Nathan Söderblom (Dictionary of World Biography: Twentieth Century)
Article abstract: Söderblom, as Archbishop of Uppsala, was a principal promoter of the Universal Christian Conference on Life and Work. He was awarded the Nobel Peace Prize for his work in promoting international understanding through the ecumenical movement. He is also noted for his work on behalf of war prisoners and displaced persons following World War I. A prolific writer, he emphasized the need to reunite Christianity and make it a practical, humanitarian movement.
Lars Olaf Jonathan Söderblom was born on January 15, 1866, at Trönö, Gävleborg’s Län, Sweden. At an early age, he determined to pursue the same calling as his father, a Lutheran pastor. He also chose to shorten his name and became known as Nathan for the rest of his life. Söderblom earned his licentiate of theology at the University of Uppsala. Consecrated a Lutheran minister in 1893, he served briefly as chaplain of the Uppsala Mental Hospital. In 1894, he began graduate studies at the famed Sorbonne in Paris, where he earned the highest academic honor granted by the Protestant theological faculty. He was the only Swede ever to be so honored. His specialties were comparative religions with emphasis on the Persian Zoroastrianism. At the Sorbonne he was influenced by the liberal Protestants, especially by Auguste Sabatier, under whom he studied. Because of this influence, he became interested in the ecumenical movement and a...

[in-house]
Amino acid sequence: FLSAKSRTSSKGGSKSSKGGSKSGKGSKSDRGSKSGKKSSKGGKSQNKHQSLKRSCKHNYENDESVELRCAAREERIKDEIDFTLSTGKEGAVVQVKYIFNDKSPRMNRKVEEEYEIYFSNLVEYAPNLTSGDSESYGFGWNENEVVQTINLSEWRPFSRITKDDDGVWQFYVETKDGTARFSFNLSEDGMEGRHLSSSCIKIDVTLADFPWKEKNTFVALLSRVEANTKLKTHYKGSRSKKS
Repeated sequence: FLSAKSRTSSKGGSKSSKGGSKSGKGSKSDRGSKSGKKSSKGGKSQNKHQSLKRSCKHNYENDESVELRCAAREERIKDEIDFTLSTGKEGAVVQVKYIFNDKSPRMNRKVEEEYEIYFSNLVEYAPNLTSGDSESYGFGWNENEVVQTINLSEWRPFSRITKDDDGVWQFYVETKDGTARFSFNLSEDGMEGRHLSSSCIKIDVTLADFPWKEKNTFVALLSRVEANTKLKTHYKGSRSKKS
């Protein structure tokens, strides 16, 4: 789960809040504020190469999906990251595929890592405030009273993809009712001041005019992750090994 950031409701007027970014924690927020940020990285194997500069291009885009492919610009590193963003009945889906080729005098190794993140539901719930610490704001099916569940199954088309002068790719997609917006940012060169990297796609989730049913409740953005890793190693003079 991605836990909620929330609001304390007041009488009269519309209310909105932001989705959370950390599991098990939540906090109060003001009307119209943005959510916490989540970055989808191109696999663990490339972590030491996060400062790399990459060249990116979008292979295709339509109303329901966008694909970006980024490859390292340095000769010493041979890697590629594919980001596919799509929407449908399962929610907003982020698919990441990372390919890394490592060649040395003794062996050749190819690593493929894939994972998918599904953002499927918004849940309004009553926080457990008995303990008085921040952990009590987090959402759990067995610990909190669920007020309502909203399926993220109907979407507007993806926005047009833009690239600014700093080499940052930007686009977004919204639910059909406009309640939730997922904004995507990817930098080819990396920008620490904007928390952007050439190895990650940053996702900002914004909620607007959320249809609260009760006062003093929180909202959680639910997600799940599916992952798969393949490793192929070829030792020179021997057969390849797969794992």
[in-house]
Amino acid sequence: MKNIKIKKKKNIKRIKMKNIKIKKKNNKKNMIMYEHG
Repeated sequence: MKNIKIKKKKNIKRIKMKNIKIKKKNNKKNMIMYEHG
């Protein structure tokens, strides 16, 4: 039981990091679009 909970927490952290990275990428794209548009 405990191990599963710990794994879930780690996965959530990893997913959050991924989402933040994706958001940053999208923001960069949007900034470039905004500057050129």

(The entire section is 1512 words.)
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